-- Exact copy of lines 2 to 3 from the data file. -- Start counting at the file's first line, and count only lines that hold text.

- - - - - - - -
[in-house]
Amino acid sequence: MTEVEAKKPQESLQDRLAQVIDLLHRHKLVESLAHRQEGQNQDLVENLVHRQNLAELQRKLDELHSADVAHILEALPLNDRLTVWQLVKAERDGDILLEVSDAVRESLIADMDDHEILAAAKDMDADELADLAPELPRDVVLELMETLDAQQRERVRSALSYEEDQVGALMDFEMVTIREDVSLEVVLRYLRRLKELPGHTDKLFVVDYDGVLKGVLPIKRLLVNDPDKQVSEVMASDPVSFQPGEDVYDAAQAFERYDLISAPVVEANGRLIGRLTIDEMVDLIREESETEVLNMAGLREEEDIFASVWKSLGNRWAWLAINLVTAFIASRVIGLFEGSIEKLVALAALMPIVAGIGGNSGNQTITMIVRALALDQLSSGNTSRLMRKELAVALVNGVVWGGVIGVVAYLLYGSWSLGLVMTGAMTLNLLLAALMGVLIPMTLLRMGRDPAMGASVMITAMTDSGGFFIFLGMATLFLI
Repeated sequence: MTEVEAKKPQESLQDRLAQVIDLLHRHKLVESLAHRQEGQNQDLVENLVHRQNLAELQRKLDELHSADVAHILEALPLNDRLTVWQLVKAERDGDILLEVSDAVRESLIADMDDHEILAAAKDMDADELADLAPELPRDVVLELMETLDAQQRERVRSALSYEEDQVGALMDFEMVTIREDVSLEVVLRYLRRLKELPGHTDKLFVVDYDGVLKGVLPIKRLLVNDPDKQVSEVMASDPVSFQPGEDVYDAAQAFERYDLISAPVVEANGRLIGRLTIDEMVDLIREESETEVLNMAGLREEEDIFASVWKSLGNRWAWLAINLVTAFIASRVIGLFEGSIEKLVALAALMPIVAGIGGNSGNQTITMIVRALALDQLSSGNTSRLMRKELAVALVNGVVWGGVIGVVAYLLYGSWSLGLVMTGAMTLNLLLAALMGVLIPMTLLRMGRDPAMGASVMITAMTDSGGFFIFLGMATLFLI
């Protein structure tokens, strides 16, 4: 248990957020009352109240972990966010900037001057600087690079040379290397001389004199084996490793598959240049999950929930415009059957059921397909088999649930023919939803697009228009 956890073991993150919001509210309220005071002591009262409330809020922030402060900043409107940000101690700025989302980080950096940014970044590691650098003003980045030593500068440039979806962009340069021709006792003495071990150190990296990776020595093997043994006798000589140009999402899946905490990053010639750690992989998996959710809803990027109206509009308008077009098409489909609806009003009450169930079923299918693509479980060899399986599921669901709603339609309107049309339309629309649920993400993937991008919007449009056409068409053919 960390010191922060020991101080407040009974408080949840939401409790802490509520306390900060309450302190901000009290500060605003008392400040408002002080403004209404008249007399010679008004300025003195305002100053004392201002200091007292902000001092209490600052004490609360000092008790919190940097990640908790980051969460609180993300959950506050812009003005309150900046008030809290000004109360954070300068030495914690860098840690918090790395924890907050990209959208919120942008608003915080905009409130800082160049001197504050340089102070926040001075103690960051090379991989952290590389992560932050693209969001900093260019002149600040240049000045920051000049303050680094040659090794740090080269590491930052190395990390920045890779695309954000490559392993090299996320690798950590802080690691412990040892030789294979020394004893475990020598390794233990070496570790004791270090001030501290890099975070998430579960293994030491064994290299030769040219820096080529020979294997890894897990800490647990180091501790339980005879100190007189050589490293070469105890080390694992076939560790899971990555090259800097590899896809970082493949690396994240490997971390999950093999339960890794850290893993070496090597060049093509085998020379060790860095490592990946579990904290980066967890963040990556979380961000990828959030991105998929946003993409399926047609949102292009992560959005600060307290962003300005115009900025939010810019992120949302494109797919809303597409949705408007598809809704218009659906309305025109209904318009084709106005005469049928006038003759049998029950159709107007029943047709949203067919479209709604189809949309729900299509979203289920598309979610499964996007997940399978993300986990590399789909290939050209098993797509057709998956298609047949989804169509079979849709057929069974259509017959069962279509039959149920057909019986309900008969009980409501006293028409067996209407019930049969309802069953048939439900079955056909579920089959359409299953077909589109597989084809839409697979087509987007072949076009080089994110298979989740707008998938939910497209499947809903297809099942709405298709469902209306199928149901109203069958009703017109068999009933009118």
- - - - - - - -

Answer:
Amino acid sequence: MTEVEAKKPQESLQDRLAQVIDLLHRHKLVESLAHRQEGQNQDLVENLVHRQNLAELQRKLDELHSADVAHILEALPLNDRLTVWQLVKAERDGDILLEVSDAVRESLIADMDDHEILAAAKDMDADELADLAPELPRDVVLELMETLDAQQRERVRSALSYEEDQVGALMDFEMVTIREDVSLEVVLRYLRRLKELPGHTDKLFVVDYDGVLKGVLPIKRLLVNDPDKQVSEVMASDPVSFQPGEDVYDAAQAFERYDLISAPVVEANGRLIGRLTIDEMVDLIREESETEVLNMAGLREEEDIFASVWKSLGNRWAWLAINLVTAFIASRVIGLFEGSIEKLVALAALMPIVAGIGGNSGNQTITMIVRALALDQLSSGNTSRLMRKELAVALVNGVVWGGVIGVVAYLLYGSWSLGLVMTGAMTLNLLLAALMGVLIPMTLLRMGRDPAMGASVMITAMTDSGGFFIFLGMATLFLI
Repeated sequence: MTEVEAKKPQESLQDRLAQVIDLLHRHKLVESLAHRQEGQNQDLVENLVHRQNLAELQRKLDELHSADVAHILEALPLNDRLTVWQLVKAERDGDILLEVSDAVRESLIADMDDHEILAAAKDMDADELADLAPELPRDVVLELMETLDAQQRERVRSALSYEEDQVGALMDFEMVTIREDVSLEVVLRYLRRLKELPGHTDKLFVVDYDGVLKGVLPIKRLLVNDPDKQVSEVMASDPVSFQPGEDVYDAAQAFERYDLISAPVVEANGRLIGRLTIDEMVDLIREESETEVLNMAGLREEEDIFASVWKSLGNRWAWLAINLVTAFIASRVIGLFEGSIEKLVALAALMPIVAGIGGNSGNQTITMIVRALALDQLSSGNTSRLMRKELAVALVNGVVWGGVIGVVAYLLYGSWSLGLVMTGAMTLNLLLAALMGVLIPMTLLRMGRDPAMGASVMITAMTDSGGFFIFLGMATLFLI